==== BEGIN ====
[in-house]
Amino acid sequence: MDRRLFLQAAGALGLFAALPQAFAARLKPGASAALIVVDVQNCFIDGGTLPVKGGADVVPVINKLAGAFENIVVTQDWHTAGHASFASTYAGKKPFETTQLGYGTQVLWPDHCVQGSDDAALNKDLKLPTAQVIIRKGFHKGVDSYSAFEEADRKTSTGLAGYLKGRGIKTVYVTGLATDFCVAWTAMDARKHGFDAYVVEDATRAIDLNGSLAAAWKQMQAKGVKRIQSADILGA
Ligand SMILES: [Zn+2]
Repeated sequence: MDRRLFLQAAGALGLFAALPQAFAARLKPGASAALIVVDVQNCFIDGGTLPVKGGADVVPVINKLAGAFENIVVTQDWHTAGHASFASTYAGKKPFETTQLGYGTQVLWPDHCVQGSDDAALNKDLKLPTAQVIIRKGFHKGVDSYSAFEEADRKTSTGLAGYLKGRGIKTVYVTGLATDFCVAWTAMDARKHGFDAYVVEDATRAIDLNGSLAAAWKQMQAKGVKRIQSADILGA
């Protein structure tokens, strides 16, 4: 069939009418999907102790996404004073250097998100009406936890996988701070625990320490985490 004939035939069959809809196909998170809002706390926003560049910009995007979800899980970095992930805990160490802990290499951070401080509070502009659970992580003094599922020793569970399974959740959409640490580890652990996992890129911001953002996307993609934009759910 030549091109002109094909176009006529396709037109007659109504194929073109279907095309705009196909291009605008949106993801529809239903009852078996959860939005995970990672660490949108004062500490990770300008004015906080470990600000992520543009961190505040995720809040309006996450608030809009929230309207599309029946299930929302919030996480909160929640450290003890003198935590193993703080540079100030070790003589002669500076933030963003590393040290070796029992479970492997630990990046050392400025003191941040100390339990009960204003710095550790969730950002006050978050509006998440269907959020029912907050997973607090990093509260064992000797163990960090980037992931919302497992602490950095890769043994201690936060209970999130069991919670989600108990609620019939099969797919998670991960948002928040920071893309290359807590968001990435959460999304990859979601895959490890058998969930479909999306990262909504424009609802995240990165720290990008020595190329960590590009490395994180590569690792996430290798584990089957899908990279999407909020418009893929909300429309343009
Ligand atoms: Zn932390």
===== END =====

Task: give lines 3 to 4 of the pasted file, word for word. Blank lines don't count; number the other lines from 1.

Ligand SMILES: [Zn+2]
Repeated sequence: MDRRLFLQAAGALGLFAALPQAFAARLKPGASAALIVVDVQNCFIDGGTLPVKGGADVVPVINKLAGAFENIVVTQDWHTAGHASFASTYAGKKPFETTQLGYGTQVLWPDHCVQGSDDAALNKDLKLPTAQVIIRKGFHKGVDSYSAFEEADRKTSTGLAGYLKGRGIKTVYVTGLATDFCVAWTAMDARKHGFDAYVVEDATRAIDLNGSLAAAWKQMQAKGVKRIQSADILGA